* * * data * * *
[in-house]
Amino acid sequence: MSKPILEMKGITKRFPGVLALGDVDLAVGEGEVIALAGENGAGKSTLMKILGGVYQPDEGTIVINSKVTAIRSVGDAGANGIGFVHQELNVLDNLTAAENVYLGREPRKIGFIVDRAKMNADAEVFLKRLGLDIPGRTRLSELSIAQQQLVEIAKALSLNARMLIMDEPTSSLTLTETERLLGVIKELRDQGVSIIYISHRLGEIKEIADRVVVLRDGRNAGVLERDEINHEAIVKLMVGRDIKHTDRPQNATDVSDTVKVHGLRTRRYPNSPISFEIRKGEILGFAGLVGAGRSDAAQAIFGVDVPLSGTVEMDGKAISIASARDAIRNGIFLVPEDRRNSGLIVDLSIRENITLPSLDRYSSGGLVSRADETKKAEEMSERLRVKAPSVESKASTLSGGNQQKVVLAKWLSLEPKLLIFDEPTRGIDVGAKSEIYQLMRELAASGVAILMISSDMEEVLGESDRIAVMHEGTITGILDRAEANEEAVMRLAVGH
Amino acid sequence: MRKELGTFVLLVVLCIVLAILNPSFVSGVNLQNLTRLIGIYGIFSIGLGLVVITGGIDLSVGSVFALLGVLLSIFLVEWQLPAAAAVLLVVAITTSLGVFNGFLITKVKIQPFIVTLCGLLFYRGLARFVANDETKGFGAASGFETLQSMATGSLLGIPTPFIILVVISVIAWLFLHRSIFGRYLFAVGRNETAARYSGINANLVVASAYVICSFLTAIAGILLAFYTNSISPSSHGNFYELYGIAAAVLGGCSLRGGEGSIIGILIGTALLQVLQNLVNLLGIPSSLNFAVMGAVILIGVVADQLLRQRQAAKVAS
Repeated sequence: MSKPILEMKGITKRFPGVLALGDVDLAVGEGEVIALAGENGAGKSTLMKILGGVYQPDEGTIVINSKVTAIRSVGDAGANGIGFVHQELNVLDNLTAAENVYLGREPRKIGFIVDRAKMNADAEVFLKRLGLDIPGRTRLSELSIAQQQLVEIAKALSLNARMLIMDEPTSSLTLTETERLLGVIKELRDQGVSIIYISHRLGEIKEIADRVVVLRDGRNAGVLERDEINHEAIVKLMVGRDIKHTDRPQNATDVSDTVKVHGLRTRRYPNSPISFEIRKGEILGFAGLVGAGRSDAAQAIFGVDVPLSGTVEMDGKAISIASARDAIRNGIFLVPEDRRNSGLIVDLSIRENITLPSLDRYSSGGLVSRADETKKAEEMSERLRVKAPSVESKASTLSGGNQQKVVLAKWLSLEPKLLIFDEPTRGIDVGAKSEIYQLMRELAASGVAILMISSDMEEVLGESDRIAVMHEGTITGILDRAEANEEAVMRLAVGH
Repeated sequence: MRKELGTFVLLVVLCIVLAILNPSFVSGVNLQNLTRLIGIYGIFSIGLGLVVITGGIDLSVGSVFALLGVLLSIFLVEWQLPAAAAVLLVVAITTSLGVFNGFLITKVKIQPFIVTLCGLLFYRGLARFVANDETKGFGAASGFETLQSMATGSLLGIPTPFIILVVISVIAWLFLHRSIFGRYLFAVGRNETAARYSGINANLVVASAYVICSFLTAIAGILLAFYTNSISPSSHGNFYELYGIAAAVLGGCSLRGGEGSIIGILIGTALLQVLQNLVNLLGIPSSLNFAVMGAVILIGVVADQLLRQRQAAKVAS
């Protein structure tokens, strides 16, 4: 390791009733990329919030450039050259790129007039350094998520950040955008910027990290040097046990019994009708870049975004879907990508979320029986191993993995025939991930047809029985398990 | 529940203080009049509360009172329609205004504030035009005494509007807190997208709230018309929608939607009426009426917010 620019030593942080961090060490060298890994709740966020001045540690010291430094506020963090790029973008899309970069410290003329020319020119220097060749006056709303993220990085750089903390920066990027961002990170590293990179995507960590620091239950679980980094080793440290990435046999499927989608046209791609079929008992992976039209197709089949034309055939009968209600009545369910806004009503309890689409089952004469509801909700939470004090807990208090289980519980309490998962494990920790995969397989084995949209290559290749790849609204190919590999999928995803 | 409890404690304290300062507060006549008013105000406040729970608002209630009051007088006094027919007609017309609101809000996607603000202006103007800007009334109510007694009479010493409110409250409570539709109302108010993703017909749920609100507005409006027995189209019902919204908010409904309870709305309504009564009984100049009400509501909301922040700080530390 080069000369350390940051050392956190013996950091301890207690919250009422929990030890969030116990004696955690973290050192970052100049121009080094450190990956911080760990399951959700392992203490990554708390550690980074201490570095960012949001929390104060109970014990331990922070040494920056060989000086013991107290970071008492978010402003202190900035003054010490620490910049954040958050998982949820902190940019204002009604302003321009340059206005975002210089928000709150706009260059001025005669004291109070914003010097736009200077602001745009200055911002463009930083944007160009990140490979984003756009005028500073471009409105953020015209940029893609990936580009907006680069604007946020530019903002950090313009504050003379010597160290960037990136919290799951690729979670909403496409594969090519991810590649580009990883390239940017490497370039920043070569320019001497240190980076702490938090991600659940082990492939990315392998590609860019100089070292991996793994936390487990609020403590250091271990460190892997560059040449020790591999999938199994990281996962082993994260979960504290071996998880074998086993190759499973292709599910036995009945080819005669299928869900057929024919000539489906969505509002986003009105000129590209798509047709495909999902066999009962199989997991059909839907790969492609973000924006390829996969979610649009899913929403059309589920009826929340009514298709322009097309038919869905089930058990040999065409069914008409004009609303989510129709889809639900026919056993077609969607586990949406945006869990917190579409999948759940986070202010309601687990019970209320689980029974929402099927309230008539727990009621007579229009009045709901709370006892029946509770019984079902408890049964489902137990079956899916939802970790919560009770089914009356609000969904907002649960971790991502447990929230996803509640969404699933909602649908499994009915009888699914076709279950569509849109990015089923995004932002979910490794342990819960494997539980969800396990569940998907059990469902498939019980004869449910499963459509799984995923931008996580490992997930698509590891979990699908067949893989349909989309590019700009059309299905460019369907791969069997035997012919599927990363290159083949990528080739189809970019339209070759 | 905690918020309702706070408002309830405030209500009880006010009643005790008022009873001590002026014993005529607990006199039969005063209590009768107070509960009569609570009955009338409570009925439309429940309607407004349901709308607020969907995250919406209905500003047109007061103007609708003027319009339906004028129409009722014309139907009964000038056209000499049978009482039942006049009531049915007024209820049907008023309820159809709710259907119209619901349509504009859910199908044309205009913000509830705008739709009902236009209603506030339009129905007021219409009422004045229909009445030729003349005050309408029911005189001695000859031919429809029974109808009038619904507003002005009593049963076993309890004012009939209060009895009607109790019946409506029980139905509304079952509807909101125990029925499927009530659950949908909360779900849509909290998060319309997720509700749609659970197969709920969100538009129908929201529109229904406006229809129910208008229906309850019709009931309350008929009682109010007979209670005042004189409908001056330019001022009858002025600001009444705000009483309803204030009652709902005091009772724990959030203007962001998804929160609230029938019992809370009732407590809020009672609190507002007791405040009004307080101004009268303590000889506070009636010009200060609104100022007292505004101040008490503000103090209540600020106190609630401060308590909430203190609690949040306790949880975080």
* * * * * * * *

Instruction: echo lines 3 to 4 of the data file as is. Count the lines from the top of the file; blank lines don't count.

Amino acid sequence: MRKELGTFVLLVVLCIVLAILNPSFVSGVNLQNLTRLIGIYGIFSIGLGLVVITGGIDLSVGSVFALLGVLLSIFLVEWQLPAAAAVLLVVAITTSLGVFNGFLITKVKIQPFIVTLCGLLFYRGLARFVANDETKGFGAASGFETLQSMATGSLLGIPTPFIILVVISVIAWLFLHRSIFGRYLFAVGRNETAARYSGINANLVVASAYVICSFLTAIAGILLAFYTNSISPSSHGNFYELYGIAAAVLGGCSLRGGEGSIIGILIGTALLQVLQNLVNLLGIPSSLNFAVMGAVILIGVVADQLLRQRQAAKVAS
Repeated sequence: MSKPILEMKGITKRFPGVLALGDVDLAVGEGEVIALAGENGAGKSTLMKILGGVYQPDEGTIVINSKVTAIRSVGDAGANGIGFVHQELNVLDNLTAAENVYLGREPRKIGFIVDRAKMNADAEVFLKRLGLDIPGRTRLSELSIAQQQLVEIAKALSLNARMLIMDEPTSSLTLTETERLLGVIKELRDQGVSIIYISHRLGEIKEIADRVVVLRDGRNAGVLERDEINHEAIVKLMVGRDIKHTDRPQNATDVSDTVKVHGLRTRRYPNSPISFEIRKGEILGFAGLVGAGRSDAAQAIFGVDVPLSGTVEMDGKAISIASARDAIRNGIFLVPEDRRNSGLIVDLSIRENITLPSLDRYSSGGLVSRADETKKAEEMSERLRVKAPSVESKASTLSGGNQQKVVLAKWLSLEPKLLIFDEPTRGIDVGAKSEIYQLMRELAASGVAILMISSDMEEVLGESDRIAVMHEGTITGILDRAEANEEAVMRLAVGH